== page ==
Ann Arbor, Mich. – April 2, 2002 — The National Institute of Health (NIH) has awarded DNA Software a Small Business Innovation Research Program (SBIR) Phase I Grant to enhance its existing Oligonucleotide Modeling Platform™ (OMP™) to enable automated high-throughput design of PCR (polymerase chain reaction) primers for amplification of a single target and a simplified multiplex format. The developed software will include the ability to optimize reaction conditions in silico and utilize a rigorous equilibrium model for hybridization which will be used to predict the product distribution after each step of PCR.
“This is the company’s first federally funded grant,” according to Mark Kielb, company president, “and we are very excited at the opportunity to apply our detailed knowledge of DNA thermodynamics to the next generation of PCR assays.”
According to Svetlana Morosyuk, DNA Software senior scientist and the grant’s principal investigator, “Single target PCR is very robust and works about 95% of the time. However, reliability drops for more difficult PCR reactions, such as the multiplex format, difficult templates, and high-throughput applications.” DNA Software outlined three specific aims for the grant:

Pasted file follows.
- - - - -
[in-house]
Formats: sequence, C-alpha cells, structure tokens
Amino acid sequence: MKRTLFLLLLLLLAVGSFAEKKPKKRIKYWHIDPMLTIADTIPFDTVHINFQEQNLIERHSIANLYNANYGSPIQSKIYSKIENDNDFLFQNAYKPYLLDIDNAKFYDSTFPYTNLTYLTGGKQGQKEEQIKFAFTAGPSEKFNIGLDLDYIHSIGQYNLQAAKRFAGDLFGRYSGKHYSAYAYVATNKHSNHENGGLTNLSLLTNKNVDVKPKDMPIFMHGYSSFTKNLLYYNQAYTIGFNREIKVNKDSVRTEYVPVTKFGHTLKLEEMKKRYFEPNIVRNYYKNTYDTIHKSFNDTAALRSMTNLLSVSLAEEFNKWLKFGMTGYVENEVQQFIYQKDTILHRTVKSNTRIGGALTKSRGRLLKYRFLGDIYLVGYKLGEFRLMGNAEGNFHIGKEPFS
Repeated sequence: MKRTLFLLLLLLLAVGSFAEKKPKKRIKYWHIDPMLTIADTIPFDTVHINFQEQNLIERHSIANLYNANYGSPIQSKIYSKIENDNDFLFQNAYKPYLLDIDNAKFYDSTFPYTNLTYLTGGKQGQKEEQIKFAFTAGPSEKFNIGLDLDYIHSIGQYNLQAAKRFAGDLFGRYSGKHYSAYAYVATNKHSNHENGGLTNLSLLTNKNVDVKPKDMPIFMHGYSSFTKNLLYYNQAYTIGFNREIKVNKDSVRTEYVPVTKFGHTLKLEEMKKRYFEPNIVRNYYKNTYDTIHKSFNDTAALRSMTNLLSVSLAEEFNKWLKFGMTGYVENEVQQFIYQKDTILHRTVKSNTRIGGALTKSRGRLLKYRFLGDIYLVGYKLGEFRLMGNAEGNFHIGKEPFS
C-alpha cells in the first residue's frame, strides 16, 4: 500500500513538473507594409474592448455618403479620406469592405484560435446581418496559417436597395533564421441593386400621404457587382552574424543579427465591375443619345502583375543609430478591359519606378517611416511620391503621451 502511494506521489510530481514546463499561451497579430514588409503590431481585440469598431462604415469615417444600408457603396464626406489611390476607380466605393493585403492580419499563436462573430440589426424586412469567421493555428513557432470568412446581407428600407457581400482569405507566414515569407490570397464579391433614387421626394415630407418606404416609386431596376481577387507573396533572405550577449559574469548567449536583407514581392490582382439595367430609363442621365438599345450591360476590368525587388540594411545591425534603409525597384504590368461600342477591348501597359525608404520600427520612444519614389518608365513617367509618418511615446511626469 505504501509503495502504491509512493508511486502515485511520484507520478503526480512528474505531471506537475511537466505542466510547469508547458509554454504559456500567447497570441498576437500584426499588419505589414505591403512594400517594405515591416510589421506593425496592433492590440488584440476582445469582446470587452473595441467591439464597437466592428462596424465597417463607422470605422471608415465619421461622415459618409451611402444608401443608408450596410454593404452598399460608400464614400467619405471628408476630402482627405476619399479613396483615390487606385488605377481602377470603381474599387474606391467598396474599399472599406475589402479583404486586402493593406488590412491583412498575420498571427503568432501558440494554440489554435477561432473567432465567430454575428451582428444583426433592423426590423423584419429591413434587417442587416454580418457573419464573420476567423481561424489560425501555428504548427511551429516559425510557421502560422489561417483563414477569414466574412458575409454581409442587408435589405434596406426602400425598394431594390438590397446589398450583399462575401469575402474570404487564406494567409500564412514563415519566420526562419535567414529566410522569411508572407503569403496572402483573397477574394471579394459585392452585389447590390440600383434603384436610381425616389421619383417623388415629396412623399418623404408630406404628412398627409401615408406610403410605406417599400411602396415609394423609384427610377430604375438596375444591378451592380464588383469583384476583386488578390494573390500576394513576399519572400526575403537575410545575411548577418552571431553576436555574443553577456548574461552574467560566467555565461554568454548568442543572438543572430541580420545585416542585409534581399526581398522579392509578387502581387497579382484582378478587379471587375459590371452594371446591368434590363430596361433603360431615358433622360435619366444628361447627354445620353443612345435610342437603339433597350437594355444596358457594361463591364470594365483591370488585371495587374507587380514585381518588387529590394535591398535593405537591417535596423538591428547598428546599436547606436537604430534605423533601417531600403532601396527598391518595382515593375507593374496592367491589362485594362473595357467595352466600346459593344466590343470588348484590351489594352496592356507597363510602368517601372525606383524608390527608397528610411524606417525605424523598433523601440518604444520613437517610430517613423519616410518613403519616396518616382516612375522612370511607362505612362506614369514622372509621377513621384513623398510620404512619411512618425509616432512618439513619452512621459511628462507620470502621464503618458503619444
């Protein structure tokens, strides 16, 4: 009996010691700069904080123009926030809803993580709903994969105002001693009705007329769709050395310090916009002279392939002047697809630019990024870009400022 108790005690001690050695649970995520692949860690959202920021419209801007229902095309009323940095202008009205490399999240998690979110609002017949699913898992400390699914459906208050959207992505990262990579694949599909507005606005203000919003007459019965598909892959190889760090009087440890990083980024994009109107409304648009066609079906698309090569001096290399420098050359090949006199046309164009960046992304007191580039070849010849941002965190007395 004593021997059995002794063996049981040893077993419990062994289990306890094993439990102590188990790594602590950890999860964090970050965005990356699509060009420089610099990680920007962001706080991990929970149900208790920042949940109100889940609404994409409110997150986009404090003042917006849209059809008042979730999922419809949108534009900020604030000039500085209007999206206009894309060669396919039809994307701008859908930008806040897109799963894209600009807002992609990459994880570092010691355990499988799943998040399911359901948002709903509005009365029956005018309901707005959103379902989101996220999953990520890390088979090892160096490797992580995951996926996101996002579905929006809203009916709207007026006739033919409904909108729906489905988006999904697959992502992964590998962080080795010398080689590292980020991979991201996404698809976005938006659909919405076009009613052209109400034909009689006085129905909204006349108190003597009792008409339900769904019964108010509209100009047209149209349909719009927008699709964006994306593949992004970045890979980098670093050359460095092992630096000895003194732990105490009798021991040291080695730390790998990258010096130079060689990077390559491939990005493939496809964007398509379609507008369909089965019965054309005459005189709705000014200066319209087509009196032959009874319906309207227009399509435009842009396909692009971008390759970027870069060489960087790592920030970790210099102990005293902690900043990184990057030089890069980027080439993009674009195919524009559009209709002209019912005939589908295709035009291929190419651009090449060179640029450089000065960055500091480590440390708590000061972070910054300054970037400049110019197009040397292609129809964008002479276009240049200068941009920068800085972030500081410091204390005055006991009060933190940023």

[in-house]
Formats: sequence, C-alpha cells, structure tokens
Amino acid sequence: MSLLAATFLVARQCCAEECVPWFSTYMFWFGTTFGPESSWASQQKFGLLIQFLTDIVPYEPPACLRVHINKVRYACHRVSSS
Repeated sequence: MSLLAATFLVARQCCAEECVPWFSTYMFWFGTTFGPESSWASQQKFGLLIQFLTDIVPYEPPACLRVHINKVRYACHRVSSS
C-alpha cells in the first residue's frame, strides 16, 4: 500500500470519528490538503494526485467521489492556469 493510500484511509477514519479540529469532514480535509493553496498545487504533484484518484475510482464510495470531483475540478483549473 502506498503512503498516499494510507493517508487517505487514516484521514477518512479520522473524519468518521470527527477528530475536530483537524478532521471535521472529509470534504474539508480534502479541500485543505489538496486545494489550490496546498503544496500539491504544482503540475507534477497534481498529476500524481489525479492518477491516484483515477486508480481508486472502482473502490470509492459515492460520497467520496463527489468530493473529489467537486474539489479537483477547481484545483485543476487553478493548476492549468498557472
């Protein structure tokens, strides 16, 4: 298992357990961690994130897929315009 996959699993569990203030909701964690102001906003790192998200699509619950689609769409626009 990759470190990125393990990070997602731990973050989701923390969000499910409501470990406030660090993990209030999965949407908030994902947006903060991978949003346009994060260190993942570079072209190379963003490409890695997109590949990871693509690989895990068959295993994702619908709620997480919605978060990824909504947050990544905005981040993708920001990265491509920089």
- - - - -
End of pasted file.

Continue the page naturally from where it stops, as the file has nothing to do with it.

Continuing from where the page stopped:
- Develop a graphical user interface specific for PCR design including
- Extend the functionality of OMP for single target and multiplex PCR primer design.
- Perform validation experiments for OMP™ predictions.
The company expects to complete work on Phase I by the end of the summer 2002.
About DNA Software, Inc.
DNA Software, Inc. combines science and software to enable industrial genomics through advances in technologies based on nucleic acids. The company’s first software platform, OMP™ (Oligonucleotide Modeling Platform™) models in silico the folding and hybridization of single-stranded nucleic acids with great accuracy. The company combines OMP™ with scientific consulting, custom software development, and custom laboratory research to deliver state-of-the-art support for designing and developing of nucleic acid based technologies.